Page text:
"Clarification of TMI Action Plan Requirements," was issued in 1980, 
followed by Supplement 1 (issued as Generic Letter 82-33) in December 1982.  
Supplement 1 requested proposed schedules for implementing the provisions of 
Revision 2 to Regulatory Guide 1.97.  In addition, licensees and applicants 
were requested to submit details, for staff review, of how they would comply 
with the provisions of Regulatory Guide 1.97, Rev. 2, and to identify any 
exceptions to or deviations from these provisions.

Based on licensee responses to Supplement 1, confirmatory orders were issued 
to operating plants in 1985.  For license applications still under review, 
implementation would be addressed as part of the licensing process.

References:

1.   Regulatory Guide 1.97, Revision 2, "Instrumentation for 
     Light-Water-Cooled Nuclear Power Plants to Assess Plant and Environs 
     Conditions During and Following an Accident," U.S. Nuclear Regulatory 
     Commission, December 1980.

2.   NRC Letter to Licensees of Operating Reactors, Applicants for Operating 
     Licenses, and Holders of Construction Permits, "Supplement 1 to 
     NUREG-0737 - Requirements for Emergency Response Capability (Generic 
     Letter No. 82-33)," December 17, 1982.

.

                                      5

GSI No. 75     (17 Individual MPAs)     TITLE:  Generic Implications of ATWS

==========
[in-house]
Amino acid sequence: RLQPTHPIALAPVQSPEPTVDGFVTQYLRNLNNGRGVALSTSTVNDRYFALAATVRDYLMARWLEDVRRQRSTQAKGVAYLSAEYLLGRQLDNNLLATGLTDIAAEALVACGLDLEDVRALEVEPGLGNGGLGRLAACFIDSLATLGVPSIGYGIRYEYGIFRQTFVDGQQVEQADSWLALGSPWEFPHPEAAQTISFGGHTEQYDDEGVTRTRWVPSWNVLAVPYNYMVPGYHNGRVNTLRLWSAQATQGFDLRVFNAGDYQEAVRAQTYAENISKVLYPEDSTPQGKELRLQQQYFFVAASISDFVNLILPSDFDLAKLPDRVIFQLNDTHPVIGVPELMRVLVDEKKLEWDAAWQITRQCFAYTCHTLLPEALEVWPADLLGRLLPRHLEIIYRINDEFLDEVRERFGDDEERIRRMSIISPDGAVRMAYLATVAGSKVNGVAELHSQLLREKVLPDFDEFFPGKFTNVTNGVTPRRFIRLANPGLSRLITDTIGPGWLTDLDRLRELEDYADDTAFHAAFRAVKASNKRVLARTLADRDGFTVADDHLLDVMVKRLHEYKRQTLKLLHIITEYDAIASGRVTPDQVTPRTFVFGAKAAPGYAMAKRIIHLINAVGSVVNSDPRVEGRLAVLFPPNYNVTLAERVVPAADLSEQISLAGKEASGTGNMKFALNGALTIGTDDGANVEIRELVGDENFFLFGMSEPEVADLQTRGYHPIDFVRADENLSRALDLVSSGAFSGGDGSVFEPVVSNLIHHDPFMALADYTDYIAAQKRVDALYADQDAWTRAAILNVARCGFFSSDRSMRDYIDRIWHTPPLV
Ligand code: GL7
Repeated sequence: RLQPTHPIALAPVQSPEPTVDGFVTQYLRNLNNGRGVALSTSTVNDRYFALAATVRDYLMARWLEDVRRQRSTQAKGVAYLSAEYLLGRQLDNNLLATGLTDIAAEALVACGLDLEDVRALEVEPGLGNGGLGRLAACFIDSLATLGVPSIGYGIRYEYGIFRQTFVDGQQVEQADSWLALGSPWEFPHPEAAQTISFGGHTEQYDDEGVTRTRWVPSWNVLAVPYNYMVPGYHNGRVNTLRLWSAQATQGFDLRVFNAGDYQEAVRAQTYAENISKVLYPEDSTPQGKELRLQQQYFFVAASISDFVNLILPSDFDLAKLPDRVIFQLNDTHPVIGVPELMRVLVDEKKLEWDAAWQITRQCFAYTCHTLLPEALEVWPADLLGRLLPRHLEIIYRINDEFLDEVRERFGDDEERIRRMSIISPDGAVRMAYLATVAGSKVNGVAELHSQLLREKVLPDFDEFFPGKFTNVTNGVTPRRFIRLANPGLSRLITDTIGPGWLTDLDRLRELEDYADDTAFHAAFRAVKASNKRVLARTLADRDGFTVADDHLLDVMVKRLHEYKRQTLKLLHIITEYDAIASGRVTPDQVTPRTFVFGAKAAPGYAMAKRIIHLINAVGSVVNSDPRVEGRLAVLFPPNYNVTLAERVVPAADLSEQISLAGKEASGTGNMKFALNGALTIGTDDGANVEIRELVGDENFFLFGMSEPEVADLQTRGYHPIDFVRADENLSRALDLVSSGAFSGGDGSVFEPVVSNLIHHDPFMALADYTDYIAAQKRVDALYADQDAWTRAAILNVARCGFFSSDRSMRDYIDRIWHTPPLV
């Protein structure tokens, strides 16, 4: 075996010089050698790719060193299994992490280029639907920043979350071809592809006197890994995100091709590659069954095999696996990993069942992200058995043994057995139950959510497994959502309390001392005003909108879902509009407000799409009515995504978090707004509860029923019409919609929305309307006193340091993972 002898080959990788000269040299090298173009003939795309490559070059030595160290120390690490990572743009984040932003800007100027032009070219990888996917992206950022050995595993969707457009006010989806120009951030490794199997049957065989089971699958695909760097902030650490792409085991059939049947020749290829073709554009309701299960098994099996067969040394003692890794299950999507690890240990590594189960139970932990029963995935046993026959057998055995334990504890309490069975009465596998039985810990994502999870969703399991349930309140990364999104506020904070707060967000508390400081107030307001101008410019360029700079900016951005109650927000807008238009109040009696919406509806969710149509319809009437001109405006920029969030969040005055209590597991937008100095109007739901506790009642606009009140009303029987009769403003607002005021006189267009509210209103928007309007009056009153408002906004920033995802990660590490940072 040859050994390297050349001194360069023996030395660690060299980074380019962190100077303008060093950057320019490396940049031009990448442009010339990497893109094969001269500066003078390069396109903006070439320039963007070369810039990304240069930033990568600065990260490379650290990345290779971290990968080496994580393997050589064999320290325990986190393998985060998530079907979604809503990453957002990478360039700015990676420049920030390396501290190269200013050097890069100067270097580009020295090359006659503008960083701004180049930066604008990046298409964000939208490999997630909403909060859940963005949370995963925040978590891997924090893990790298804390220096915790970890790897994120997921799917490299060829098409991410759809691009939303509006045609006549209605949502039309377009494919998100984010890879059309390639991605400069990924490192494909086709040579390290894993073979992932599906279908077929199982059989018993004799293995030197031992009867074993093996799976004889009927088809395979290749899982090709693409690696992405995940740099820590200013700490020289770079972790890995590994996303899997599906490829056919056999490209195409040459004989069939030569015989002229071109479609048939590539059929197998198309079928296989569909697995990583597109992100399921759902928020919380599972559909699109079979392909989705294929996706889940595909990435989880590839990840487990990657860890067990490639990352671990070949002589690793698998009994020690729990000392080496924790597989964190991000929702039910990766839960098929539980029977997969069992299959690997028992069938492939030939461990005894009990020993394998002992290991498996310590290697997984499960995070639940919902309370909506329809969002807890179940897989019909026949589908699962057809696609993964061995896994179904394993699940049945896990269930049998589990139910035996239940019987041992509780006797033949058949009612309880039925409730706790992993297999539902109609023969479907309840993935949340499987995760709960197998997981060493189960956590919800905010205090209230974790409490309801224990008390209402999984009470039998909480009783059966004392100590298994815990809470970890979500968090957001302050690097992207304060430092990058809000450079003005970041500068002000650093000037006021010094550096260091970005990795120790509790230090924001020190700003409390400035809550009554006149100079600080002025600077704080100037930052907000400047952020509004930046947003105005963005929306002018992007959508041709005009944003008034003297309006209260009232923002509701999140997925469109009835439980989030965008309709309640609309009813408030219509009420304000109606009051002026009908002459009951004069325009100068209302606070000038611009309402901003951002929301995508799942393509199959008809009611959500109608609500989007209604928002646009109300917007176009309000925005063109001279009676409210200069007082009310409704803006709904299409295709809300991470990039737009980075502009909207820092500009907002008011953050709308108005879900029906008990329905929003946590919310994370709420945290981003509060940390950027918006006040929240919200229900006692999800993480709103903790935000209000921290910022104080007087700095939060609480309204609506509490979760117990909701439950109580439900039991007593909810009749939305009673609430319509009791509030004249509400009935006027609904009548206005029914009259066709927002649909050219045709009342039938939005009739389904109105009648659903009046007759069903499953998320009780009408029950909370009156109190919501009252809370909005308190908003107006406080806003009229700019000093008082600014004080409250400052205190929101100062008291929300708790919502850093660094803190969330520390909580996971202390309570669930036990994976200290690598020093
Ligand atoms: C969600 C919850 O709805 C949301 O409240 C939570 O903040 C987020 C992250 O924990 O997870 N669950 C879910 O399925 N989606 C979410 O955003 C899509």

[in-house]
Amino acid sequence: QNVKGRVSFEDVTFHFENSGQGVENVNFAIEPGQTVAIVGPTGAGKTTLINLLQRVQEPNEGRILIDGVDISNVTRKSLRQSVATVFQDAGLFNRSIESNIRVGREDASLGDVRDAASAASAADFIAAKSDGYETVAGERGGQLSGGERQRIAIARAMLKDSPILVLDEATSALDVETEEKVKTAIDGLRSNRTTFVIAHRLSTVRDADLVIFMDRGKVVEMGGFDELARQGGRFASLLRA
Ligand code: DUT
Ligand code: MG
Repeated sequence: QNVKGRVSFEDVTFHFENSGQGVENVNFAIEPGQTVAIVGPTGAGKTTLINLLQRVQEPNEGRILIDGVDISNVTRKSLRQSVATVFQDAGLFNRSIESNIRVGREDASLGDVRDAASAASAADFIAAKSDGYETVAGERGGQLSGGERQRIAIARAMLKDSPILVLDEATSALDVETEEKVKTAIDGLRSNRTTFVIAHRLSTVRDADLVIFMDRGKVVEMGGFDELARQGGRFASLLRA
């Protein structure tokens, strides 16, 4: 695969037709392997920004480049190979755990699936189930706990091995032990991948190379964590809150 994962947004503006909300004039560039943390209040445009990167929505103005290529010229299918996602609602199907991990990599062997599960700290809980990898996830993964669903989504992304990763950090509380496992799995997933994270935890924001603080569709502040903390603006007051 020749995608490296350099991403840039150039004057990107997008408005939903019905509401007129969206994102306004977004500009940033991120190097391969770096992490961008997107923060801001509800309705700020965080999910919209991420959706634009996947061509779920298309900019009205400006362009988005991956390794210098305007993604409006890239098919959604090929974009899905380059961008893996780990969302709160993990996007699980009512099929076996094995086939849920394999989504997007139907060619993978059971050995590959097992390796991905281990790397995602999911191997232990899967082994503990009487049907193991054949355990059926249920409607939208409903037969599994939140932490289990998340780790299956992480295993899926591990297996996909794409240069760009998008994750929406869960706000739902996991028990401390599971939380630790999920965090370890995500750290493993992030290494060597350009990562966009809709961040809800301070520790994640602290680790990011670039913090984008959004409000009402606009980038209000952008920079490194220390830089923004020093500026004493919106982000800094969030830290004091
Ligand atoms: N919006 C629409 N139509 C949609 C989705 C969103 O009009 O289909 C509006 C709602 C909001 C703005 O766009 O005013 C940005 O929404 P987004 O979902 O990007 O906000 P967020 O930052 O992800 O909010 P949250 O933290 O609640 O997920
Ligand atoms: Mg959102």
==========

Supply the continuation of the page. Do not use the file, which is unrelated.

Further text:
Events at the Salem Nuclear
                                                Plant

This issue arose from staff concerns resulting from analysis of events that 
occurred at the Salem Nuclear Power Plant on February 22 and 25, 1983.  The 
analysis of the events revealed that a total loss of automatic scram 
capability (an anticipated transient without scram, or ATWS event) had 
occurred each time.  The relatively mild transients, coupled with the rapid 
manual shutdown of the reactor by the operators both times, turned these 
potentially serious events into little more than routine reactor shutdowns.  
However, the implications of these events vis a vis scram system reliability 
were considered to be extremely safety-significant.

The study of these events resulted in the issuance of NUREG-1000 and Generic 
Letter 83-28.  The Generic Letter contained a number of items and sub-items 
addressing those aspects of GSI 75 which have been resolved, each requesting
specified actions of all or identified categories of licensees and 
applicants.

It should be noted that two aspects of GSI 75 have not yet been fully 
resolved and thus are not included herein.  One of these was not addressed 
in GL 83-28 and involves possible revisions to Reg. Guide 1.33, "QA Program